Monday, August 27, 2012

Misinformed Public Discourse and Debate Using STEM Topics: An Examination of the Average Temperature of Alaska and an "extremely deceptive number"

I'm updating this post by request from some regular readers of the blog. Enjoy. -Dr. Petrosino 

At a Board of Education meeting in Hoboken, N.J. an interesting exchange occurred between two board members (see video at bottom of this page). One member was essentially requesting a goal of reducing legal fees by 10% (for the past few years, the Hoboken Board of Education has exceeded State of New Jersey guidelines for legal expenses).

Evidently, the use of an average is unacceptable to Hoboken Board of Education member Leon Gold. Initially, Mr. Gold uses an example of the average temperature of Alaska to apparently make his point and then follows it with an assumption that averages are extremely deceptive:

"I mean I suspect the average temperature of Alaska is 50 degrees. Averages are an extremely deceptive number" -Hoboken BOE member Leon Gold

Let's take a look a little more closely. First, the average temperature of Alaska is no where near 50 degrees. According to the NOAA National Climatic Data Center, the average temperature of Alaska is 26.6 degrees. But he says it with such authority and confidence, one would be inclined to trust him. In fact, Alaska is an extremely cold place. The coldest state in the United States by far (North Dakota is a distant 2nd at 40.4 degrees). Perhaps Board member Gold was confused by the average temperature of the United States? (average temperature roughly 52.7) Perhaps he was thinking that such a large land mass would closely parallel the average temperature of the earth? (average temperature generally accepted to be 59 degrees). Its difficult to be sure. But what is clear is that the average temperature of Alaska is no where near 50 degrees. Perhaps having spent time in Alaska and being a STEM educator this misuse of climate data and average made me sensitive and attuned to this mistaken notion. In fairness to Mr. Gold, he did say "suspect" concerning the average temperature of Alaska but when viewed in context (see video below) one can tell that it was said with a fair amount of confidence and arguably...perhaps bravado.

The next assertion Board member Gold makes is that average is an "extremely deceptive" number. I do not want to pretend to know what Mr. Gold means by deceptive but most grade school students understand that an average can be overly influenced by an outlier or multiple outliers. In fact, all one needs to do is to take a look at a list or distribution of the numbers and see if, in fact, there are any outliers. Also, we have measures like standard deviation to determine if we need to pay special attention to representative nature of the average.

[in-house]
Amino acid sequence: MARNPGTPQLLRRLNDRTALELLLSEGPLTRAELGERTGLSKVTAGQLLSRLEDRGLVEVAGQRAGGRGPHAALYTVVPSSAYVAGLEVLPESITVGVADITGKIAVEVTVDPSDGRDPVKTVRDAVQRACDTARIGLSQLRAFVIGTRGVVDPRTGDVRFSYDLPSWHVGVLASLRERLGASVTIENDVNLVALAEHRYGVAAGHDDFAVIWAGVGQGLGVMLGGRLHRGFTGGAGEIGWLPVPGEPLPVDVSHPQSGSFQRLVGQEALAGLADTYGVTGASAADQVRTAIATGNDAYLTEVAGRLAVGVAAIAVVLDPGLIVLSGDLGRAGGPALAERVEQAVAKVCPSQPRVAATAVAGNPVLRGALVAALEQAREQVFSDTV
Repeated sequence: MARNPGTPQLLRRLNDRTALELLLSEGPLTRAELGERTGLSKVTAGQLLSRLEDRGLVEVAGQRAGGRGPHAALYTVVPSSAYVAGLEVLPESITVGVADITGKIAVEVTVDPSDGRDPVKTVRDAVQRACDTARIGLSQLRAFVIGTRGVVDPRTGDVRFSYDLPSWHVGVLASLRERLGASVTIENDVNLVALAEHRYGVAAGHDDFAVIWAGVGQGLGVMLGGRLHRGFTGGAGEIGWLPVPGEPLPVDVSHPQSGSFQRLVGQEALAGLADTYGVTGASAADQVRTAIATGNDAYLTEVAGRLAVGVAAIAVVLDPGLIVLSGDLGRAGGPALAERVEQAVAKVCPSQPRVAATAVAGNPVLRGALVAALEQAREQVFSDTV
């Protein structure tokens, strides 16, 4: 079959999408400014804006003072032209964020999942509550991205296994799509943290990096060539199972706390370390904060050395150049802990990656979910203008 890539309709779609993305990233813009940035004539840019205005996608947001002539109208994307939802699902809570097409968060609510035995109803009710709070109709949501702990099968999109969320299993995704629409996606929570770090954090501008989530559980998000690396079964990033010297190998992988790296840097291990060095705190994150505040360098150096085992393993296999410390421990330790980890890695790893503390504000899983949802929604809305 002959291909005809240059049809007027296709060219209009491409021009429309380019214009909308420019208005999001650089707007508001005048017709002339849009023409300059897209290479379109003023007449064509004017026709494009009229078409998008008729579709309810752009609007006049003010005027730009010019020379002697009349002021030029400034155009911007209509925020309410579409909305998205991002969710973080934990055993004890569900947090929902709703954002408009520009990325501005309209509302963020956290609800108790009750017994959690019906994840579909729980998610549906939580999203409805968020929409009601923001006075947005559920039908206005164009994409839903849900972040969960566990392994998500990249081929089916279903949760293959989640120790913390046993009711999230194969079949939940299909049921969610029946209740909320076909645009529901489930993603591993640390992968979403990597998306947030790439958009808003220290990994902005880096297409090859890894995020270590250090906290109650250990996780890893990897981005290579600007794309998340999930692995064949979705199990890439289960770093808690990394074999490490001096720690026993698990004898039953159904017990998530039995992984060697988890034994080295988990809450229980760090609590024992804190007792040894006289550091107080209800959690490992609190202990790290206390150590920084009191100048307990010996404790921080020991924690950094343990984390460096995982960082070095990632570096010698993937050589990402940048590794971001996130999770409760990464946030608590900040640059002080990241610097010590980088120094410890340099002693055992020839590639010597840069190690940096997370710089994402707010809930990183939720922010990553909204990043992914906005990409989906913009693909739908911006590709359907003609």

I did a study on this with a bunch of fourth graders while I was a post-doc at The University of Wisconsin-Madison (see full paper below) and the 9 and 10 year olds understood this concept very well after a little instruction.* There is also a very thoughtful summary of the use of average from a history of mathematics perspective by Arthur Bakker of the Freudenthal Institute at Utrecht University. The consensus seems to be that, like any statistic, the average has had many uses over hundreds of years are is neither deceptive nor should it be feared.

At issue during this particular Board of Education debate was simply one member requesting that the district have a goal of decreasing their legal fees by 10%. Legal fees that caused a financial audit violation and are many times higher than the State of New Jersey average. That this request was met by such opposition has both legal and political aspects that space does not allow to fully articulate.

But, as a STEM professor I found the erroneous and misinformed reply of Board member Gold to be worthy of attention and the importance of having a solid background in science and mathematics education and to use it in a thoughtful and professional manner in order to effectively engage in public discourse and debate.

In the end, the Board felt even a 10% reduction of legal fees was too much to consider at this time--a decision seemingly at least influenced somewhat by Mr. Gold's misappropriation of average climatic data and evoking the "deceptive" nature of average argument.

* Petrosino, A. J., Lehrer, R., & Schauble, L. (2003). Structuring Error and Experimental Variation as Distribution in the Fourth Grade. Journa l of Mathematical Thinking and Learning. 5(2&3), 131-156.

video

No comments: